The Bird Collection is a scientific collection of birds, or bird parts, and comprises over a third of the world's approximately 10,780 species (ref. IOC World Bird List version 4.1). A major part of the collection consists of bird skins mounted in natural poses (mounts) or prepared as so-called study skins. It is no longer customary to sample whole animals for such collections in Norway. Consequently, most of our scientific objects are 100–200 years old and current acquisition to this part of the collection is limited.
Another important part of the collection consists of blood, tissue and DNA samples. These thereby also belong to the Natural History Museum DNA Bank. This is the most active part of the Bird Collection and has grown steadily since its establishment in the 1990's. The majority of the objects are blood samples collected from wild-caught birds that were released after having contributed to the cause of science. DNA can be extracted from blood and tissue samples and thereby used in genetic studies.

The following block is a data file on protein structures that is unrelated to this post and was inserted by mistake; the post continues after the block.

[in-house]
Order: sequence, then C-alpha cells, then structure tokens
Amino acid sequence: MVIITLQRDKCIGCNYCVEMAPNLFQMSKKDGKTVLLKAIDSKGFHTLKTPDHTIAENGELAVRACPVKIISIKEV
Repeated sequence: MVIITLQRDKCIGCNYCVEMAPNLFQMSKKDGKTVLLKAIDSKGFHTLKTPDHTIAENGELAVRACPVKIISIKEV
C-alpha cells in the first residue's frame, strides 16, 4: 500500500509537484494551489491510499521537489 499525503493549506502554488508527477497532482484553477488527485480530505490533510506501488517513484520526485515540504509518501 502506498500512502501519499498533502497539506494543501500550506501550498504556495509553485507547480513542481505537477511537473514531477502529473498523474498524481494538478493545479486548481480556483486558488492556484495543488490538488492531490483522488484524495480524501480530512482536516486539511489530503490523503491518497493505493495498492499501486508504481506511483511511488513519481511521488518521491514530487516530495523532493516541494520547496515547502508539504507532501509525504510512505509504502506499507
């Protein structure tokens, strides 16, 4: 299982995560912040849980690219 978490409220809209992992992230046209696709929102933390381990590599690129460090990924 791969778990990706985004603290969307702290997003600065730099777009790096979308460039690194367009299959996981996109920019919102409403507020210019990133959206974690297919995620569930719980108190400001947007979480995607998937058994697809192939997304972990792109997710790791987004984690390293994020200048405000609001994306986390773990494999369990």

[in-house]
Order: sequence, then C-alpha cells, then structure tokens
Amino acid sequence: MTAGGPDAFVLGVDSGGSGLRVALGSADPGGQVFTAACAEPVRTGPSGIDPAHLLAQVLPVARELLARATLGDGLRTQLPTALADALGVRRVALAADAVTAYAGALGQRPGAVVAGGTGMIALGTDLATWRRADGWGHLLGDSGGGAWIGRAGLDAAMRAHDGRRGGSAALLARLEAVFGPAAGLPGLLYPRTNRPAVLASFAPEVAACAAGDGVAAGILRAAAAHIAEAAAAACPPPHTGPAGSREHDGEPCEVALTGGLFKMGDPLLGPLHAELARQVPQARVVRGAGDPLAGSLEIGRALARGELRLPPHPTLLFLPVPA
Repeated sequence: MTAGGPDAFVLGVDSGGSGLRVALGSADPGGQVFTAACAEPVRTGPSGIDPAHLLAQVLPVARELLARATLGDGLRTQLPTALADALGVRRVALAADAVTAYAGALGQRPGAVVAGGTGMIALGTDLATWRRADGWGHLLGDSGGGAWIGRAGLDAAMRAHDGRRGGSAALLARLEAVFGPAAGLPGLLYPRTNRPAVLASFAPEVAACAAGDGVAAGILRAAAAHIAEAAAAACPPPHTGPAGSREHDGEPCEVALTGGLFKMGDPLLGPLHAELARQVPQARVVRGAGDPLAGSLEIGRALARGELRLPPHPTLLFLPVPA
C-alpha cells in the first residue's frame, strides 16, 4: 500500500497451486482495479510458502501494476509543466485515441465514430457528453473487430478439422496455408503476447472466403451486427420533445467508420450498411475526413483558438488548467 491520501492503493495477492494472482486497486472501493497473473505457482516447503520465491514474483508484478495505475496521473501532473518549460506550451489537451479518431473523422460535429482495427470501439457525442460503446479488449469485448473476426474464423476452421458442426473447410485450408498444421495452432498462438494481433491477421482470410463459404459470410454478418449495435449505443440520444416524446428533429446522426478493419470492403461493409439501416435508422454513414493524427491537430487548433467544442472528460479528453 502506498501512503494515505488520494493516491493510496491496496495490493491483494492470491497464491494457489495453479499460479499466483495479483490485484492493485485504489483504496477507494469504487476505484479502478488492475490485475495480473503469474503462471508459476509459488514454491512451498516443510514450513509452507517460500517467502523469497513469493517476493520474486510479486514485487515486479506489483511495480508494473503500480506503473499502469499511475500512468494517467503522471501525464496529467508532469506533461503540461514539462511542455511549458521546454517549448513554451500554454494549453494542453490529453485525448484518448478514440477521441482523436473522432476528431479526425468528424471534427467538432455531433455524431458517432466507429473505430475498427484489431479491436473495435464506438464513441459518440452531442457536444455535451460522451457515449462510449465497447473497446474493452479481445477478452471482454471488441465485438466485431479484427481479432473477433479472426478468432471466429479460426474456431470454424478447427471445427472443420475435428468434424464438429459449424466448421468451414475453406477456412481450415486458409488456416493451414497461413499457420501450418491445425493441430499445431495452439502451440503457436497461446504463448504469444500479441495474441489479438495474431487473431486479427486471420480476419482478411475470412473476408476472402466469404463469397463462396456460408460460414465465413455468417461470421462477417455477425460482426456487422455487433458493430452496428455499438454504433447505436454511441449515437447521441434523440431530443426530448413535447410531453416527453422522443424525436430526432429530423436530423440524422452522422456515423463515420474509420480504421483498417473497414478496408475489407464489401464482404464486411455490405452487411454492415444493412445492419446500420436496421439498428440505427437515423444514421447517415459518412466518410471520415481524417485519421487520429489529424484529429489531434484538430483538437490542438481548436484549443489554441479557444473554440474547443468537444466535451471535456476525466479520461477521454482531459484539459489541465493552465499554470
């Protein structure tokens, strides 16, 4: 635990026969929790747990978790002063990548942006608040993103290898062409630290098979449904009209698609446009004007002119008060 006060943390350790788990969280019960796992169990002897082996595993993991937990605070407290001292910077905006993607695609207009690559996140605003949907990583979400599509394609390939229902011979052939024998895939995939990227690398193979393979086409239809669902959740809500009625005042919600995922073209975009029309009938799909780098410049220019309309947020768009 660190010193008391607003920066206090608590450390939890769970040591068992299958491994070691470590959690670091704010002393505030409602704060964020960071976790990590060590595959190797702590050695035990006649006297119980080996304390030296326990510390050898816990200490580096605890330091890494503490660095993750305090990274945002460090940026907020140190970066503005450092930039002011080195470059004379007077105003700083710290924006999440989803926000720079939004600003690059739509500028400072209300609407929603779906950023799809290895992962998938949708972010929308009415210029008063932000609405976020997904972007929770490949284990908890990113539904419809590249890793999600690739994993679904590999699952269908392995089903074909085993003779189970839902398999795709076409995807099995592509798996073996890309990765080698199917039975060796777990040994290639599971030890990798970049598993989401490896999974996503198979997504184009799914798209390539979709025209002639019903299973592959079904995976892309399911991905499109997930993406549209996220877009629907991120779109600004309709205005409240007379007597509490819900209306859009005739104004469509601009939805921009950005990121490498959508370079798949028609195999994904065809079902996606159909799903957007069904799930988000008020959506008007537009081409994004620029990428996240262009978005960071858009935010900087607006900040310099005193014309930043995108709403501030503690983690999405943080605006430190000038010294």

A unique part of the Bird Collection are sperm cell samples from over 750 species of birds, mainly song birds (order Passerifomers). The collection has been built by the Sex and Evolution Research Group over the course of the last 15–20 years and is globally unique.
The egg collection comprises over 7,000 sets (clutches or single eggs) and nearly all Norwegian breeding species are represented. Other smaller parts of the collection consists of skeletons and birds preserved in ethanol.
The Bird Collection is mostly used for scientific purposes and is available for researchers worldwide. Some objects are also on display in the public exhibitions.
Highlights from the collection
- Great auk Pinguinus impennis (extinct)
- Carl Lumholtz' collections from Australia (1880–84) and Borneo (1913–16)
- Knut Dahl's collections from South-Africa (1893–94) and Australia (1894–96)
- Objects from Fridtjof Nansen (1882–1896), Otto Sverdrup (1900–1902) and Roald Amundsen (1904–1925)
- Objects from the Tristan da Cunha expedition (1937–38)
- Objects from the Southern Ocean and Antarctica